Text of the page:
PSNI 'faces budget woes' over crime agency snub
The refusal of the Executive to give the National Crime Agency (NCA) police powers here could leave a black hole in the PSNI budget, it has been warned.
UUP peer Lord Empey said it raised fears that important areas of organised crime would not be dealt with adequately.
The cost implications are being looked at by the Stormont Justice Ministry. In a written answer to UUP MLA Tom Elliott, Justice Minister David Ford said: "Officials are chairing a group with representatives from law enforcement agencies and others, to assess and address the gaps created by the inability of NCA to provide support operationally or as a result of the restrictions on its civil recovery activity. There are, for instance, legal and resources issues to consider."
As things stand, the NCA will be able to operate in areas like customs and immigration because they are not devolved powers and are outside Stormont's control.
The most serious gaps left are in fighting gangs with a UK-wide or international reach in areas like child exploitation, fuel laundering, people trafficking, drug dealing and cybercrime.
At present, these national responsibilities are covered by the Serious and Organised Crime Agency (Soca), which has the power to operate here but is currently being wound up. Stormont has effectively blocked the NCA from taking over Soca's role anywhere it has power to do so.
The working group is seeking ways for the NCA to share intelligence with the PSNI and co-operate closely.
However, the NCA will not have powers to carry out searches, make arrests, conduct surveillance operations or recruit informants here without Stormont's say-so, and that could create blind spots in UK-wide investigations. There would be problems if NCA informants from outside Northern Ireland were used here, especially if they were needed as witnesses in court or arrested by the police.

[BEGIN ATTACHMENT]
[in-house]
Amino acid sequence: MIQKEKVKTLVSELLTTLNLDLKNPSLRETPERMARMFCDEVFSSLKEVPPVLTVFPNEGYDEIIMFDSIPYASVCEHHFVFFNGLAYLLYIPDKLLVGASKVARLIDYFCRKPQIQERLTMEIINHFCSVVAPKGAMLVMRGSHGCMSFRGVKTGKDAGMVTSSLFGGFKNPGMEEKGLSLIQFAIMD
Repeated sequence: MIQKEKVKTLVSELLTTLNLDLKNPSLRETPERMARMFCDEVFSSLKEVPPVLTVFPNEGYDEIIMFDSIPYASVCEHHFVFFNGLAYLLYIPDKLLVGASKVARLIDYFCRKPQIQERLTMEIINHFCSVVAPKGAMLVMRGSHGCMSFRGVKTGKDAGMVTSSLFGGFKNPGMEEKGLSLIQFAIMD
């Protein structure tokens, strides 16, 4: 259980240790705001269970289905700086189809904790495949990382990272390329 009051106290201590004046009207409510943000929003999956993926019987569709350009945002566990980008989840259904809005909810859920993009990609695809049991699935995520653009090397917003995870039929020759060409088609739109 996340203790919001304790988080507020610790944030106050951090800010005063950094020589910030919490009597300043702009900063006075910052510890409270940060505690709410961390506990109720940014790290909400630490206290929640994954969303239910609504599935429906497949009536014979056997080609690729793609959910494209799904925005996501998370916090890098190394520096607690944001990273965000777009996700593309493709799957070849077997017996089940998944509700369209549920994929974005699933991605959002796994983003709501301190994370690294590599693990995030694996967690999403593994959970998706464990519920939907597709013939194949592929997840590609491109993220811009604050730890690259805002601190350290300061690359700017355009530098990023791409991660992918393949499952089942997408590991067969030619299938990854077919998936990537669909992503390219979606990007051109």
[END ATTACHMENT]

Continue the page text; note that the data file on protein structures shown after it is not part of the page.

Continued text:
Lord Empey warned that such loopholes could lead to us becoming the "preferred operating base" of international gangs who might prefer to face a regional police force rather than a national agency. Northern Ireland would be even more attractive to gangs because of our border with the Republic.
Lord Empey said: "Like the FBI in America the NCA will have a national expertise in crucial areas. If the PSNI tries to carry out NCA functions itself, that would be challenging in practical terms.
"It would have to somehow replicate the NCA's expertise and that would cost money. I am convinced Westminster won't make up the shortfall for us because the problem is a result of the Executive's decision to opt out of a national agency. There is no way that we will get extra funds."
Story so far
The National Crime Agency (NCA) is a new FBI-style body formed to fight "serious, organised and complex crime" across the UK. It replaces the Serious and Organised Crime Agency. In February, a Stormont petition of concern by nationalist parties prevented the NCA from having police powers here. They argue it would not be locally accountable. This means it will not be able to operate independently here in areas like fuel laundering and people trafficking, leaving the PSNI to carry the can.